Tomatoes : more than 70 delicious recipes
Avner Laskin ; photography by Danya Weiner.
New York : Sterling, c2010.
Inspired by the fragrant tomatoes found at farmers' markets, this collection of more than 70 recipes brings the staple ingredient's natural balance of tartness and sweetness to the table. The attractive Tomato and Fresh Goat Cheese Tarts are the perfect way to start off a meal, before progressing to a spicy Moroccan Fish and Tomato Bake or a family-style Roasted Beef Shoulder in Tomato Sauce. Featuring mouthwatering photos, this cookbook will stay in season all year long.
Tomato : a fresh-from-the-vine cookbook
Lawrence Davis-Hollander ; foreword by Deborah Madison ; photography by Sabra Krock.
North Adams, MA : Storey Pub., c2010.
There is nothing quite like summer's fresh, juicy, ripe tomatoes. Handpick them from a backyard garden, browse through the amazing displays at farmers' markets, pick up a full-to-bursting box as part of a CSA share, or stop at a roadside farmstand â excellent heirloom tomatoes are more widely available than ever before. Here are 150 tempting recipes, developed to celebrate heirlooms and highlight their glorious flavors. Featuring delicious recipes for everything from salsas, risottos, and Easy Curried Chicken to tarts, pizzas, and salads, this is the collection every tomato lover will be looking for come summer. There are appetizers, preserves, soups, salads, entrees, and even a few desserts to satisfy every tomato preference and craving. Sidebars on tomato lore, descriptions of heirloom varieties, chef profiles, and gardening tips provide a fascinating overview of one of our favorite garden foods. Adding a taste of celebrity pizazz to the collection, chefs Alice Waters, Deborah Madison, Daniel Boulud, Rick Bayless, and Melissa Kelly, to name a few, contribute treasures such as Chilled Sun Gold Tomato Soup and Tomato- Rice Casserole with Poblanos, Beef, and Melted Cheese. All the preparations in Tomato: A Fresh from-the-Vine Cookbook elevate the tomato to new culinary heights. For tomato lovers everywhere, here is a book that is as essential to the kitchen as the tomato itself.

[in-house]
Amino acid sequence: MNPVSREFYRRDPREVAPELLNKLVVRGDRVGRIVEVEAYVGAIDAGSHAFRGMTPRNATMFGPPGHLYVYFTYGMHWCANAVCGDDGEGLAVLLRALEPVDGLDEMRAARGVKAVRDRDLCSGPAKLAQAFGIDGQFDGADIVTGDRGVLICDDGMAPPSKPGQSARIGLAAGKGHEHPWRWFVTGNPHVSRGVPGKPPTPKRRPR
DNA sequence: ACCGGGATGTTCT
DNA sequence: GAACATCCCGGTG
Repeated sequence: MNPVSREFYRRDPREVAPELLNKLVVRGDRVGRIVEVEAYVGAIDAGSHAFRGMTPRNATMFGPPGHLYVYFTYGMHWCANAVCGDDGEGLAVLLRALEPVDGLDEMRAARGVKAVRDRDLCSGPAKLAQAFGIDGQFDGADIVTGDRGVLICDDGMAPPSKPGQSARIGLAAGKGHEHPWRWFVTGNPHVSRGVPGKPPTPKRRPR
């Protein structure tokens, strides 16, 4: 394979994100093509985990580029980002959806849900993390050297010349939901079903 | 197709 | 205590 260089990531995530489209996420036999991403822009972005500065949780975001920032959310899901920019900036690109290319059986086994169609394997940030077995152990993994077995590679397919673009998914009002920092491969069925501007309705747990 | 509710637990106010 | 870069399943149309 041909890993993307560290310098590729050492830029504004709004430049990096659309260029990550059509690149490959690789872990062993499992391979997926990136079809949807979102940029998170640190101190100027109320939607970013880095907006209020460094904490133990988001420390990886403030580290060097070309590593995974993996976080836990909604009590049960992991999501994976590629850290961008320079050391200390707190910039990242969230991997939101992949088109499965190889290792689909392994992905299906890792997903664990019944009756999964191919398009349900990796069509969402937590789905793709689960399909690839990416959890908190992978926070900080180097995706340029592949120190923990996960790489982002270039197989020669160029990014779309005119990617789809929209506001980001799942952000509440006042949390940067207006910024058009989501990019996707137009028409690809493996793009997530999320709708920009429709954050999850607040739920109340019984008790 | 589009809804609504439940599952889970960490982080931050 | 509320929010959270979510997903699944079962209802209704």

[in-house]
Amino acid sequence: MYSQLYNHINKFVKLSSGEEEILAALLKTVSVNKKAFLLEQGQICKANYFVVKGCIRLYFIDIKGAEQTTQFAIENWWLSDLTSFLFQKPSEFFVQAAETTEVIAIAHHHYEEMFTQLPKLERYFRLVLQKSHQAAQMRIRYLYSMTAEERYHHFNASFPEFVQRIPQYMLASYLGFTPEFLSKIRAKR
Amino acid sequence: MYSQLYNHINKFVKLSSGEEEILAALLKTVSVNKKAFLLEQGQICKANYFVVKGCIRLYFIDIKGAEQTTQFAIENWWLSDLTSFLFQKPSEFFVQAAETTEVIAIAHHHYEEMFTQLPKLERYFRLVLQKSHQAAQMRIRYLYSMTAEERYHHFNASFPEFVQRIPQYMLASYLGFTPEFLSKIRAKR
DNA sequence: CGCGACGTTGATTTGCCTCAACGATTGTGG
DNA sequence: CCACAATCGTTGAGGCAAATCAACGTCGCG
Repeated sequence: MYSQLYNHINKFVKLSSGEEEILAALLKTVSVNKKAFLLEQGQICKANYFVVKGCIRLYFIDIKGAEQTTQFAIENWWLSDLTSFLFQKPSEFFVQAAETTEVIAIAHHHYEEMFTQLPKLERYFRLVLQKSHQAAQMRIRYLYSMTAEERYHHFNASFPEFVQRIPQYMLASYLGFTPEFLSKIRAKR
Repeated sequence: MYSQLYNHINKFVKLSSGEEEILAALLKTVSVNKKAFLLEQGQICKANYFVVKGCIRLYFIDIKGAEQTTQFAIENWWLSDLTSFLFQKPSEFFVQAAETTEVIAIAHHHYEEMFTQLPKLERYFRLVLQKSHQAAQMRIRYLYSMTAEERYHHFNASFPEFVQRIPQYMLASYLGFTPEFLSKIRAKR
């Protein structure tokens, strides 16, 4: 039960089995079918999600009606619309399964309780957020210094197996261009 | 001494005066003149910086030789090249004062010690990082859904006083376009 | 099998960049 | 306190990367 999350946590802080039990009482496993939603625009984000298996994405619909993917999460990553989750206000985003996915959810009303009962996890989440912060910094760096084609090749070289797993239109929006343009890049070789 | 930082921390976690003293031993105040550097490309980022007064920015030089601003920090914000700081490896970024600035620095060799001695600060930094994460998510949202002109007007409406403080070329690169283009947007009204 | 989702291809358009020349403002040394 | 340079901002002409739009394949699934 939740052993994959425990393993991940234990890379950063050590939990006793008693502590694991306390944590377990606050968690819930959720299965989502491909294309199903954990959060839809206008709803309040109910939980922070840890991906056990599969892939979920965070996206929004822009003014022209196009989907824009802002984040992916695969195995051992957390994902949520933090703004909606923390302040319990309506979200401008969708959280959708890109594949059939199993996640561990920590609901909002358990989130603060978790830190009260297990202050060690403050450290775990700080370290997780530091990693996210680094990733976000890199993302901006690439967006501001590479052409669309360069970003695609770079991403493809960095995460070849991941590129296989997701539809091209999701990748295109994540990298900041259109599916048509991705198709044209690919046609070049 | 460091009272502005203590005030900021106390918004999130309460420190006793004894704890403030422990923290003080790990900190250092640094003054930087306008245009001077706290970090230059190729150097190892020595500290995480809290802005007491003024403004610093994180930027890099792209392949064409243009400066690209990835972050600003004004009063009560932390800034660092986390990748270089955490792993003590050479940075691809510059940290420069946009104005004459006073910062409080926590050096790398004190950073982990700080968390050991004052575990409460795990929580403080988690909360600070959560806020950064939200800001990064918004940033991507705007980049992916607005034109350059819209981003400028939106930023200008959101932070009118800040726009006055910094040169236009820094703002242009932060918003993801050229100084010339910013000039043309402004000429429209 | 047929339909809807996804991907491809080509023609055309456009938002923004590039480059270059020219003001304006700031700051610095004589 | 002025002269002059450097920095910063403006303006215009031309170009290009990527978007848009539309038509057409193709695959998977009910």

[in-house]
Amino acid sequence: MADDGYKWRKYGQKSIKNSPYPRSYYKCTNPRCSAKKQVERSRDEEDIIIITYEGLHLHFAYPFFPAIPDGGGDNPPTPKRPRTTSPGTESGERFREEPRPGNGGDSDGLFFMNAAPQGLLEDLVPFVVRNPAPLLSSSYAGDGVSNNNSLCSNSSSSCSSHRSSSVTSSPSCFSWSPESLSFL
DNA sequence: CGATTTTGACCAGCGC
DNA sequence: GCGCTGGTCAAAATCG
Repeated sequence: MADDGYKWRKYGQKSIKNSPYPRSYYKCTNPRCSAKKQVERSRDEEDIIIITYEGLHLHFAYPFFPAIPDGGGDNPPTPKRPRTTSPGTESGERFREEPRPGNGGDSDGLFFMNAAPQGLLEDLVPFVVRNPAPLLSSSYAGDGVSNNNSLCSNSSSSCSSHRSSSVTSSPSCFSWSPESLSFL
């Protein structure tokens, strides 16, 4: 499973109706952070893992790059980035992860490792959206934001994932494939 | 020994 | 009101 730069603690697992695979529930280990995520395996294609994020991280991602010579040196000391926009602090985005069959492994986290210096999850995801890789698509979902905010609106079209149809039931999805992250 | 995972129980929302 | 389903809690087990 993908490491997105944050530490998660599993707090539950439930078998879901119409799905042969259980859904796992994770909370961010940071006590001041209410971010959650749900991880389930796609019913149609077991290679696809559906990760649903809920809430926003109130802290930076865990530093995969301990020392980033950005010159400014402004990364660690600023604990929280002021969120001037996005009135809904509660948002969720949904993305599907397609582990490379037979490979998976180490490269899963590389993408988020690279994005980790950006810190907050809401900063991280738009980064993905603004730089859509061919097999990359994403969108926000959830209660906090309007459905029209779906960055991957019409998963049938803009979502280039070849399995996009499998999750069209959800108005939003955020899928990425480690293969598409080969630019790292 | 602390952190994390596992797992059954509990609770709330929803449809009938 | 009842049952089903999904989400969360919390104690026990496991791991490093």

Tomato : [a guide to the pleasures of choosing, growing, and cooking]
Gail Harland, Sofia Larrinua-Craxton.
New York, NY : Dorling Kindersley, c2009.
For both food lovers and gardeners, "Tomato" showcases the many varieties of tomatoes and shows how to grow them in pots, hanging baskets, grow bags, under glass, and outdoors.
The too many tomatoes cookbook : classic & exotic recipes from around the world
Woodstock, Vt. : Countryman Press, c2009.
The perfect kitchen companion for when your garden is teeming with tomatoes.Nothing tastes more heavenly than a marinara sauce or a salsa made from fresh, home-grown tomatoes, but when you're yearning for some more innovative dishes, fanatical chef and photographer Brian Yarvin (author of A World of Dumplings) provides more than 100 additional easy, mouth-watering recipes that will ensure that your succulent tomatoes won't go to waste.Yarvin first provides instructions for processing tomatoes to make the basic "starters": crushed tomatoes, whole peeled tomatoes, and passata (fresh tomato puree), so that you can quickly preserve their freshness. Easy to refrigerate and freeze, these tomato bases are the beginnings of the many delicious recipes that span the globe and range from traditional to unique, from salads and side dishes to soups; meat, poultry, and fish dishes, rice and pasta, pizza and calzone, salsas, ketchups, chutneys, and relishes, and even desserts.